Since it was late in the evening, we were able to get an easy look at Meenakshi Amman’s image without being hurried or hassled. There were several other shrines as well and we paid them all a visit. We walked around the pillared halls until security personnel began herding all the visitors out at 9PM sharp. We went with the flow of people and ended up exiting from the temple’s northern Gopuram instead of the western one from which we had entered. And then, being completely disoriented, instead of turning left we walked right and all around the temple complex till we got back to the place where we had left our shoes; I guess the Goddess wanted us to do a parikrama before we left.
Rameswaram is about 172kms SE of Madurai and when something is that far we usually don’t attempt it as a day trip. However, when we researched Rameswaram we learnt that it’s not really an interesting place to stay in, with very few hotel options. So we decided to visit it from Madurai. At first we planned on taking a state bus to there and back. But our hotel guys suggested a bus tour, which would pick us up from the hotel at 7am and drop us back right there in the evening. It sounded a lot more convenient, so we opted for it. However, in the end, it wasn’t all that convenient!
The bus, rather an 18-seater mini-bus, was supposed to pick us from the hotel at 7am but by the time the bus took off with all the scheduled passengers it was almost 8:30am. Right then we knew that we had made a mistake but then it was too late to do anything about it. The bus took 3 ½ hours to get us to Rameswaram and dropped everybody off at the village’s top attraction: the Ramanathaswamy Temple.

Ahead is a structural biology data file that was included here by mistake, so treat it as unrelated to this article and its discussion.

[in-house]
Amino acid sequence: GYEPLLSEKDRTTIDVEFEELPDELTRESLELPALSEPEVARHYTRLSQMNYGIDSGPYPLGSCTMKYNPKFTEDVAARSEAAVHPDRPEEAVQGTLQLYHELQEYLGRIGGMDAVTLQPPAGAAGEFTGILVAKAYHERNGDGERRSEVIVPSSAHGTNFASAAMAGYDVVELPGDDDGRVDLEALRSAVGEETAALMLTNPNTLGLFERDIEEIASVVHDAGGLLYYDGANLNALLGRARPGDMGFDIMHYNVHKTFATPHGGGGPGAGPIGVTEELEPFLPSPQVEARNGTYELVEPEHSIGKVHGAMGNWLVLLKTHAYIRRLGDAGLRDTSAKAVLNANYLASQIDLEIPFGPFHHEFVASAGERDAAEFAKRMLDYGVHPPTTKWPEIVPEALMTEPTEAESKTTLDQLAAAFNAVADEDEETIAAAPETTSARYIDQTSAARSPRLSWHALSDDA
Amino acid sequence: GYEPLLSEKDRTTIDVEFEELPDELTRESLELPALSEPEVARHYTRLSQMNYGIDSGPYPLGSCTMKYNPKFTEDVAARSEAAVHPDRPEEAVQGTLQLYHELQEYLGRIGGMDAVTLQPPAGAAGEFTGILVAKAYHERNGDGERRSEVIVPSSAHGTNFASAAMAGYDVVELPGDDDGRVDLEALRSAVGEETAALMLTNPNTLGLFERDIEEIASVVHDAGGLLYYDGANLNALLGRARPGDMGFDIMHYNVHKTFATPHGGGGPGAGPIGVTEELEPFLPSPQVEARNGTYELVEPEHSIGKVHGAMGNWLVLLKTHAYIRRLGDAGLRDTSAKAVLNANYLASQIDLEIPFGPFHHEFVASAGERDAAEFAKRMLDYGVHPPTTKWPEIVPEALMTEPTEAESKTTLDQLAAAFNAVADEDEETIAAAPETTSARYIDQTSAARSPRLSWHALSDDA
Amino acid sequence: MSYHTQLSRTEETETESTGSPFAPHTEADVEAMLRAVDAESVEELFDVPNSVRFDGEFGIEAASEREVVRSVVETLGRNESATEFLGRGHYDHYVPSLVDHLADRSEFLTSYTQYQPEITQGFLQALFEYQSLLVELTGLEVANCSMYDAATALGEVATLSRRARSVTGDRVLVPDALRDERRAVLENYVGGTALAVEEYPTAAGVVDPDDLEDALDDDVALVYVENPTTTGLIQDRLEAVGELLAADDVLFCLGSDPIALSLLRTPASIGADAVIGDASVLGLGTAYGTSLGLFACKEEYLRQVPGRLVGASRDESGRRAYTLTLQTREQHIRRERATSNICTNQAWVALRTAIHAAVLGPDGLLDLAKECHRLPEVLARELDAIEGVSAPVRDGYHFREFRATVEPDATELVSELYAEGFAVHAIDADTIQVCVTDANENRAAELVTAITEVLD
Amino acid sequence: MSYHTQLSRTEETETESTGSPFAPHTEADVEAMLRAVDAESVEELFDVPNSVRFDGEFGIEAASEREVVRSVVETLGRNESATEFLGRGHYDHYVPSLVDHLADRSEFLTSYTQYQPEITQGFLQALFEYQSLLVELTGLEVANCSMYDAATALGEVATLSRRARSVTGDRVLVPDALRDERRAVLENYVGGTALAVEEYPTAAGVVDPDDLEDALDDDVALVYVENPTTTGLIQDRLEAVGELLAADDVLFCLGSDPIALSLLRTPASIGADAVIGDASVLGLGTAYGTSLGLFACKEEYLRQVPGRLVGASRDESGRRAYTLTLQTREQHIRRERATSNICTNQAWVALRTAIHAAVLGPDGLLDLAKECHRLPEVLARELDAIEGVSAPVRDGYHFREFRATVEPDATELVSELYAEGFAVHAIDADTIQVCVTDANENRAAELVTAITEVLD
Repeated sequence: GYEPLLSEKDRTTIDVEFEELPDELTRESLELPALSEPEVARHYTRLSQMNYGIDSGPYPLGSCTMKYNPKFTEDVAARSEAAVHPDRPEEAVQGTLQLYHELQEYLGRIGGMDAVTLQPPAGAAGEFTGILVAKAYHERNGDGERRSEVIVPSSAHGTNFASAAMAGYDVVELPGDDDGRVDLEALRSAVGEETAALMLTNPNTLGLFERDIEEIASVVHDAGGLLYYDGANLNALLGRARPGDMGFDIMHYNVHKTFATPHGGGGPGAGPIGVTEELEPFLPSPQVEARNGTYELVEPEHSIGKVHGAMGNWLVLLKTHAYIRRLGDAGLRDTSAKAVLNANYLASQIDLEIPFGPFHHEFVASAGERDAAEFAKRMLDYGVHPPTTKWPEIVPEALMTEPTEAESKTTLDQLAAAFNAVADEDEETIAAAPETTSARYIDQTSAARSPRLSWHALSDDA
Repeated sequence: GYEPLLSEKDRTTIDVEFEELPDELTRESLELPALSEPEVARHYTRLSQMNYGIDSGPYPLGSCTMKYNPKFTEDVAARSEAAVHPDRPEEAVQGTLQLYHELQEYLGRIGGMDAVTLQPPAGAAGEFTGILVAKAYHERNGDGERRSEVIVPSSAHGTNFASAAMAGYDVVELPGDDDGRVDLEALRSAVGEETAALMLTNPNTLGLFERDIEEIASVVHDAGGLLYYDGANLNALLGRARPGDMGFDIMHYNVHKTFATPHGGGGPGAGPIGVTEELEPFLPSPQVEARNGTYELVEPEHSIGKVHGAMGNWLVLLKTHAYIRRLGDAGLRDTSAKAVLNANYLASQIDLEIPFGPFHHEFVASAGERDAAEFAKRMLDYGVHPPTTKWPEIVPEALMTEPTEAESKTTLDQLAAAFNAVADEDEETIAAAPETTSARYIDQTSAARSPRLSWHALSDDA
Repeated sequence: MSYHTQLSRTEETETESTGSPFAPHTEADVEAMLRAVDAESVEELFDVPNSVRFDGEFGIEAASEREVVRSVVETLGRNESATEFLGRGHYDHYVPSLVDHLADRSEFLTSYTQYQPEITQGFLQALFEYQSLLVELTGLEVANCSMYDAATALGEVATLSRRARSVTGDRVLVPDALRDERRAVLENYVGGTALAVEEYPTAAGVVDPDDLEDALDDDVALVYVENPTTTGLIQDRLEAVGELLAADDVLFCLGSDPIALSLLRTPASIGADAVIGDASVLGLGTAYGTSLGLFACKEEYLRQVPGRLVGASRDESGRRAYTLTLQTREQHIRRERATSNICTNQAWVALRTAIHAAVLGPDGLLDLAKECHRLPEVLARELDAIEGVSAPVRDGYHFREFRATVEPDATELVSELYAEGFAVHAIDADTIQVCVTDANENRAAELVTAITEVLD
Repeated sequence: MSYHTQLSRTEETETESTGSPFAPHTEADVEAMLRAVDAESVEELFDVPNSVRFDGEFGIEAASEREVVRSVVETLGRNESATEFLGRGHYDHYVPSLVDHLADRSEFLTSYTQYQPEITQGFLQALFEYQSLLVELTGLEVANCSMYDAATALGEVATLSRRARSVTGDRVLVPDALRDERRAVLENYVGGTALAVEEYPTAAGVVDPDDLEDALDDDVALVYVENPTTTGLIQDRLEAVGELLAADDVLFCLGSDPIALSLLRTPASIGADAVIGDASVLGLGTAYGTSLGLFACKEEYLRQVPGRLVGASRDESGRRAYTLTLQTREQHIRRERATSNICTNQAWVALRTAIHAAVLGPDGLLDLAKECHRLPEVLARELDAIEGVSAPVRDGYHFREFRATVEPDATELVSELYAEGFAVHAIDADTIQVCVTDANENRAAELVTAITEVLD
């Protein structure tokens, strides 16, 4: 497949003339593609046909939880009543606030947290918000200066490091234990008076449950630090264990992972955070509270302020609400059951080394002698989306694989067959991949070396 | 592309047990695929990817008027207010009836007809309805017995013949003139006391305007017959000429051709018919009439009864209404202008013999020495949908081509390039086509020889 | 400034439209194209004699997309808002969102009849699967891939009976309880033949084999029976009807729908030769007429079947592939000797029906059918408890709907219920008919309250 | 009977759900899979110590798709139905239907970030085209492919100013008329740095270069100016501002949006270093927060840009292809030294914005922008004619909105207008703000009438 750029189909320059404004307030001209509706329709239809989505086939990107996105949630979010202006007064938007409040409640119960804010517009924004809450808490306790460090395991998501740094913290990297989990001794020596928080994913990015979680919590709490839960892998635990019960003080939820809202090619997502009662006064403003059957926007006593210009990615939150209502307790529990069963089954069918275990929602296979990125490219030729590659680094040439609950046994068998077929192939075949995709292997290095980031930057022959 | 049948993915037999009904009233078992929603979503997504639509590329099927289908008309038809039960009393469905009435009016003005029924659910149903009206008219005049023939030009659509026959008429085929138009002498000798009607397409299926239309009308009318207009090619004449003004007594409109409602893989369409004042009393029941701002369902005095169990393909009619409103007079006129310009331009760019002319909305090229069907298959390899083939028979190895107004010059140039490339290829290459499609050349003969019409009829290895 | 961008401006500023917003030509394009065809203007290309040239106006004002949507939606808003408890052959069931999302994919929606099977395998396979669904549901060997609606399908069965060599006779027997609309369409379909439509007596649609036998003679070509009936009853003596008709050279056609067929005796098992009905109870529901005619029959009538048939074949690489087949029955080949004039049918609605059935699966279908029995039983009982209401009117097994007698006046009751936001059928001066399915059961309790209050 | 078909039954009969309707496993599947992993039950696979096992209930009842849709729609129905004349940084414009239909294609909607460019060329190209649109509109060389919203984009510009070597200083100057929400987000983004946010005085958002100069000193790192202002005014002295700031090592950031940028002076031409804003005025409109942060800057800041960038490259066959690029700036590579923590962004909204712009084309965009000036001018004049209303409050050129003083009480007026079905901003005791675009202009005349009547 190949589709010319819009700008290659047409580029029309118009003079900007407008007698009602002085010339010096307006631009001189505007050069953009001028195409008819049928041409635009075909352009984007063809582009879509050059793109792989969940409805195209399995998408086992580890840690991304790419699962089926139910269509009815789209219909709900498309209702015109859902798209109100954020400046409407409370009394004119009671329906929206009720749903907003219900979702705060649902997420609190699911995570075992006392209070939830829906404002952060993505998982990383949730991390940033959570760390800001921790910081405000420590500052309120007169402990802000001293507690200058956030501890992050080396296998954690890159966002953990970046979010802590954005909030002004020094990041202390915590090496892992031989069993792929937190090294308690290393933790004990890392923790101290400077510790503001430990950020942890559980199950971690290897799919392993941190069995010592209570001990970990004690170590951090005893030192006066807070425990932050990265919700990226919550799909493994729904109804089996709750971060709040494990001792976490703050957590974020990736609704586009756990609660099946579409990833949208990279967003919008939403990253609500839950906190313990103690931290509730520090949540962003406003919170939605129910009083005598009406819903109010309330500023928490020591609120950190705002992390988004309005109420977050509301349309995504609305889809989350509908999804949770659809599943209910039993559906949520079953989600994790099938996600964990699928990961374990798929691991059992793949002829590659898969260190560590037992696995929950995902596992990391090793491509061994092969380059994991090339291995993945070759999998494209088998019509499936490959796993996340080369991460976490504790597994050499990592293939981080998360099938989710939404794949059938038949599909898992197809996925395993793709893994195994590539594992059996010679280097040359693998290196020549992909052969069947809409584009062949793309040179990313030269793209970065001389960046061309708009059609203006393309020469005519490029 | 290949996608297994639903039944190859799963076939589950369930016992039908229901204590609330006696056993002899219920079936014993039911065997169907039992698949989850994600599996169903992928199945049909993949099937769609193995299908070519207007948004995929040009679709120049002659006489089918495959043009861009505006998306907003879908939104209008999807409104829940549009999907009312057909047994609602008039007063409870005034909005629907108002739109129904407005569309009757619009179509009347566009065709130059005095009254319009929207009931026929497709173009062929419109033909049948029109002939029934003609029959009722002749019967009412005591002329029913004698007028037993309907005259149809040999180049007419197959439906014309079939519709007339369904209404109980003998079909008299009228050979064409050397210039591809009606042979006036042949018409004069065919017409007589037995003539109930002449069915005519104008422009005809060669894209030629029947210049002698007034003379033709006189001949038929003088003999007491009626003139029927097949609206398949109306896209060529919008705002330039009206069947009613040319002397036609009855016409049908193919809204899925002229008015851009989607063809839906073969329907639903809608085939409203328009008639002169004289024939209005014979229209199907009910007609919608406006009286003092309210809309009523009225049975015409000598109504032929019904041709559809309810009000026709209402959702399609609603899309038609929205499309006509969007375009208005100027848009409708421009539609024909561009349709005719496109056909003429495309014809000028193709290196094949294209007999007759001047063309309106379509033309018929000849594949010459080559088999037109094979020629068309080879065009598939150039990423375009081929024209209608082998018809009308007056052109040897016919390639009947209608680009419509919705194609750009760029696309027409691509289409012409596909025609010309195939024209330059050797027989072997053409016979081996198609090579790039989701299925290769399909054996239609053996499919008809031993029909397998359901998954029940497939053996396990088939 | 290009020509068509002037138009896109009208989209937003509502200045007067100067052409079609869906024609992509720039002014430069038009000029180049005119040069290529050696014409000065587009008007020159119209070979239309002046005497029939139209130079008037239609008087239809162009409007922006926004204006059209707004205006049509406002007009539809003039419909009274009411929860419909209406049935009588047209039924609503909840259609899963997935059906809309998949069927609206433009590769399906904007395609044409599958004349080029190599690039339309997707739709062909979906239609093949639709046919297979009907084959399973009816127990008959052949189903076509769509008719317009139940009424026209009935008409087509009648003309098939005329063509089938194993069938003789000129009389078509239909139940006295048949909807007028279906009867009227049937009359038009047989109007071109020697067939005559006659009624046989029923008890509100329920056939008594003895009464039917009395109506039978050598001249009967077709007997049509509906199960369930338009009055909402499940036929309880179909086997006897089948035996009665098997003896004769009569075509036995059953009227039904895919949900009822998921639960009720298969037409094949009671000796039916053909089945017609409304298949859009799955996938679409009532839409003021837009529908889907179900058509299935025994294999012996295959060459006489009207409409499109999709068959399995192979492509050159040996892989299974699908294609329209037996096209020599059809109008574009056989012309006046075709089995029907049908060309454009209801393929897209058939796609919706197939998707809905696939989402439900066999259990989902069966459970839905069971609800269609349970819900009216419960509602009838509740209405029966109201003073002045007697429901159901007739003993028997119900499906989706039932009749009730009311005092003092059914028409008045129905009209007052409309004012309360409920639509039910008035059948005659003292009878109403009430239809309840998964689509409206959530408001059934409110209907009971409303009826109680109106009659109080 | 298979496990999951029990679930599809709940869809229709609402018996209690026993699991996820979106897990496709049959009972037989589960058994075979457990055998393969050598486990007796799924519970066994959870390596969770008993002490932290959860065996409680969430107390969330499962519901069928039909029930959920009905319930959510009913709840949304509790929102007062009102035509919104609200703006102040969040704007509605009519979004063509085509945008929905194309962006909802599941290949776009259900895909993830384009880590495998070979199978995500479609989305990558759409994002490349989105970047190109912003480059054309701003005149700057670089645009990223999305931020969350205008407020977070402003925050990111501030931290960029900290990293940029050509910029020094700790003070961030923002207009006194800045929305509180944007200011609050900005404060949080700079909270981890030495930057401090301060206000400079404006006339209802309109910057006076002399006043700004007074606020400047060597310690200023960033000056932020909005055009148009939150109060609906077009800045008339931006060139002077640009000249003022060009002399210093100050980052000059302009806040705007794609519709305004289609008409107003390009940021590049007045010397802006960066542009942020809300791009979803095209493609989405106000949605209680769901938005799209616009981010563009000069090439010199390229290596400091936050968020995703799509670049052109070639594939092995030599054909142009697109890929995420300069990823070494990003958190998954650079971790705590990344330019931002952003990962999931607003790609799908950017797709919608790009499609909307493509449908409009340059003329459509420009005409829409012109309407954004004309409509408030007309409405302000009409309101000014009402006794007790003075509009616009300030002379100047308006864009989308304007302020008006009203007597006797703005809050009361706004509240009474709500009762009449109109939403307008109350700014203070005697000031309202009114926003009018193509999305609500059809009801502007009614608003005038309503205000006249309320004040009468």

The temple is dedicated to Lord Shiva and is considered to be very sacred as it is one of the 12 Jyotirlingas in the country. In the epic Ramayana Lord Rama prays at this temple to wash away any sins that he may have committed during his war against Ravana. It is also part of the Char Dham pilgrimage undertaken by the devout. So, overall, it is one of the most prominent temples of South India. Unfortunately, we weren’t too impressed. The place was too crowded and chaotic! Taking a dip in the 22 tanks within the temple complex is considered to be a purifying process before entering the main shrine. However, this devout act had turned the temple complex into a slippery, slushy, messy area with dripping devotees rushing back and forth between the tanks and the main shrine. In fact, while we were there the temple management was making announcements over the loudspeakers placed throughout the complex requesting visitors to change into dry clothes before entering the main shrine; we didn’t really see that request being followed diligently. All this added to our foul mood and we didn’t enjoy the temple as much as we could have. It had some gorgeous pillars (which are more than a 1000) with lovely Yali capitals. Had the atmosphere been a little saner we would have definitely relaxed a lot more. In the end, we had a quick Darshan of the enshrined Shiva Lingam made of sand and left.